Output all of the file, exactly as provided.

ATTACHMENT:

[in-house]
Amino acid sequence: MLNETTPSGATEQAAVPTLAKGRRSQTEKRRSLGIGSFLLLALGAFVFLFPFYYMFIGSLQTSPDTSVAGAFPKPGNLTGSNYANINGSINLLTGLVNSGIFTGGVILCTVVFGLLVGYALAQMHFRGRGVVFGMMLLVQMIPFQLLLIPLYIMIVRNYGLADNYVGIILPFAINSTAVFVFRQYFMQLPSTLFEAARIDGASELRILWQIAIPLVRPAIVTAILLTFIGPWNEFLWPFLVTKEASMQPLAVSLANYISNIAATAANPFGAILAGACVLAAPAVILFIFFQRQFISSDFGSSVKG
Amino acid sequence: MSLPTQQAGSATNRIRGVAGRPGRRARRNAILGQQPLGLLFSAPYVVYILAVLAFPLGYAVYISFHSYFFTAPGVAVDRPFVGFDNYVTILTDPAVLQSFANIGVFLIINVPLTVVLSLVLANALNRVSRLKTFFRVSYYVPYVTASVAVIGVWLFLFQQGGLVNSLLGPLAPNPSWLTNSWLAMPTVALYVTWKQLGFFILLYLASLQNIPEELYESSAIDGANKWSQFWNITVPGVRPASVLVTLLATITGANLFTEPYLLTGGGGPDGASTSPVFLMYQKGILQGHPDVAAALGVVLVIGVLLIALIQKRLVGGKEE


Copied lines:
[in-house]
Amino acid sequence: MLNETTPSGATEQAAVPTLAKGRRSQTEKRRSLGIGSFLLLALGAFVFLFPFYYMFIGSLQTSPDTSVAGAFPKPGNLTGSNYANINGSINLLTGLVNSGIFTGGVILCTVVFGLLVGYALAQMHFRGRGVVFGMMLLVQMIPFQLLLIPLYIMIVRNYGLADNYVGIILPFAINSTAVFVFRQYFMQLPSTLFEAARIDGASELRILWQIAIPLVRPAIVTAILLTFIGPWNEFLWPFLVTKEASMQPLAVSLANYISNIAATAANPFGAILAGACVLAAPAVILFIFFQRQFISSDFGSSVKG
Amino acid sequence: MSLPTQQAGSATNRIRGVAGRPGRRARRNAILGQQPLGLLFSAPYVVYILAVLAFPLGYAVYISFHSYFFTAPGVAVDRPFVGFDNYVTILTDPAVLQSFANIGVFLIINVPLTVVLSLVLANALNRVSRLKTFFRVSYYVPYVTASVAVIGVWLFLFQQGGLVNSLLGPLAPNPSWLTNSWLAMPTVALYVTWKQLGFFILLYLASLQNIPEELYESSAIDGANKWSQFWNITVPGVRPASVLVTLLATITGANLFTEPYLLTGGGGPDGASTSPVFLMYQKGILQGHPDVAAALGVVLVIGVLLIALIQKRLVGGKEE